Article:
Union of Canadian Municipalities

  • CA RBD MSG 809
  • Corporate body
  • 1901-1937

In 1901, the Union of Canadian Municipalities (UCM) was founded by William Douw Lighthall (also known as W.D. Lighthall) and Oliver Aiken Howland. The union was created as a resistance from municipal mayors to the encroachment of corporations and monopolies on Canadian municipalities. Essentially, the Union sought to protect the rights of municipalities and their constituents from corporate exploitation via unfair corporate advantages or by legislative acts from politicians and other members of parliament who collaborated with corporations. It was also formed to remind utility companies that they could not assume municipal consent for the removal of public infrastructure without consideration of the municipal governments when building their infrastructure. Municipal rights-of-way must be negotiated beforehand.
In addition to resisting corporate encroachment, the union was created as an organization for the cooperation and collaboration of municipalities and mayors. It allowed for unionized action, sharing of resources to cut costs and save money for municipalities, and the ability to exert greater influence on municipal affairs.
In 1937, the UCM and the Dominion Conference of Mayors merged to form the Canadian Federation of Mayors and Municipalities (CFMM). It was then renamed the Federation of Canadian Municipalities (FCM) in 1976.
William Douw Lighthall (December 27, 1857 – August 3, 1954), also known as W. D. Lighthall, was a Canadian lawyer, historian, novelist, poet, and philosopher and played a significant role in the political and cultural life of Montreal and Canada. W.D. Lighthall grew up in Montreal and attended McGill University, where he received degrees of Bachelor of Arts in 1879, Bachelor of Civil Laws in 1881, Master of Arts in 1883, and, received the honorary degree of Doctor of Laws in 1921. He was admitted to the Quebec Bar in 1881, and practiced law in Montreal for the next 63 years, from 1881 to 1944. There are several notable activities of his long tenure in Canadian public and political life. In 1900-1903, he served as the mayor of Westmount and co-founded the Union of Canadian Municipalities with Oliver Aiken Howland, the mayor of Toronto. In addition to the Union of Canadian Municipalities, he served as the vice-president of the National Municipal League of America.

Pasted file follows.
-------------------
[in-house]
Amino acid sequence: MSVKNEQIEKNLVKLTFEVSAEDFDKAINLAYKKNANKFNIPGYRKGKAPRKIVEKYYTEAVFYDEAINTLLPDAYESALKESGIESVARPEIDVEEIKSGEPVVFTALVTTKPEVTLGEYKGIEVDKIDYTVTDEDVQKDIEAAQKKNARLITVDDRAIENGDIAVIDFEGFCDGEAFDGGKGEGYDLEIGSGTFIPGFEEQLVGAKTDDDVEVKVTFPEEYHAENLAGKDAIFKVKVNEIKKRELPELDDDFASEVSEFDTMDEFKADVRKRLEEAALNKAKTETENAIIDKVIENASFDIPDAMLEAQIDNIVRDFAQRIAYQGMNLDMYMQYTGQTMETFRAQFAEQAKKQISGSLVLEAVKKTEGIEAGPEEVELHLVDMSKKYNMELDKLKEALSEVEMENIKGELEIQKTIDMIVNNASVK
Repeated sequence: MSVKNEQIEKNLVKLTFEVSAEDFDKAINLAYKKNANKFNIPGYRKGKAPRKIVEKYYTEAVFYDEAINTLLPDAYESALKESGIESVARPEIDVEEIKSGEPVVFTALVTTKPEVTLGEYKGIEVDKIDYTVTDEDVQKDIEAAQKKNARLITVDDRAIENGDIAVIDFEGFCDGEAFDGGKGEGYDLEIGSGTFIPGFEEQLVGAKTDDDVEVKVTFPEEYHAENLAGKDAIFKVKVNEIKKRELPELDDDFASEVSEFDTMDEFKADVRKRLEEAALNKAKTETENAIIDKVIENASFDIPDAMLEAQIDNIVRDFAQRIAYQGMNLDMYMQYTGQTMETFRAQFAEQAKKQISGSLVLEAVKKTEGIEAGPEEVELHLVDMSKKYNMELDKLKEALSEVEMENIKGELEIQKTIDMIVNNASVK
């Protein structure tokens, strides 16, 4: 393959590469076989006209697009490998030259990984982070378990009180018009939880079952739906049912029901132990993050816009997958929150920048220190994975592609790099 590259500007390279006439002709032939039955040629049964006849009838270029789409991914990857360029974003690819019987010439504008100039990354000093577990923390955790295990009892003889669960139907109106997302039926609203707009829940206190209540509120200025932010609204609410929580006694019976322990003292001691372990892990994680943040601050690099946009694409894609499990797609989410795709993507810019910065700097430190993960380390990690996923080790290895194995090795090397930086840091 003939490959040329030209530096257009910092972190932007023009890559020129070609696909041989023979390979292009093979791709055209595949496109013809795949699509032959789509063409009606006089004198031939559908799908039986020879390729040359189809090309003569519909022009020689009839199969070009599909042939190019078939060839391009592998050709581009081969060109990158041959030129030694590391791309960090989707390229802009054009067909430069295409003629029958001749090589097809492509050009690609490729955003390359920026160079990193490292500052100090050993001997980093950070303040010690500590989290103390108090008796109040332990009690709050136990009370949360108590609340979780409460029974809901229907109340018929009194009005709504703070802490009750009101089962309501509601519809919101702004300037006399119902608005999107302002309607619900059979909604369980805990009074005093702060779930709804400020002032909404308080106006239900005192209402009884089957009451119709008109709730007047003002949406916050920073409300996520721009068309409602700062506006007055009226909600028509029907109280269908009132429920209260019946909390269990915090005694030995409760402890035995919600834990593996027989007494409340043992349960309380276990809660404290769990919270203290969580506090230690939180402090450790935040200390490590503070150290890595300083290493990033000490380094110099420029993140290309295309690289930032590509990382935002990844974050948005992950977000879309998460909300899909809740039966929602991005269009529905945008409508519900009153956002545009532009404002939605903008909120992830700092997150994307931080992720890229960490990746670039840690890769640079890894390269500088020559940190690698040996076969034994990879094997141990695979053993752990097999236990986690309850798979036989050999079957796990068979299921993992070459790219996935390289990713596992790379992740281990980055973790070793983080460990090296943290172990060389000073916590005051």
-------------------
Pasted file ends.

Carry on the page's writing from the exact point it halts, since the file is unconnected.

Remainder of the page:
W.D. Lighthall was also a known philanthropist. In 1883, he did the legal work pro bono necessary for the incorporation of the Montreal Women's Club and founded the Canadian Association of Returned Soldiers in 1915. He also founded numerous literary associations and published numerous literary works like history, poetry, philosophy, arts, and literature.
He was also a notable McGill figure, having served as Representative Fellow in Arts at McGill University from 1911 to 1913. After David Ross McCord, the founder of the McCord Museum, passed away in 1930, he served as the executor of the McCord Estate and the McCord Museum.
These records of the Union of Canadian Municipalities were compiled and organized by William Douw Lighthall before donated to the McCord Museum.

Mappin, John, 1926-

  • Canadiana
  • Person
  • 1926-2008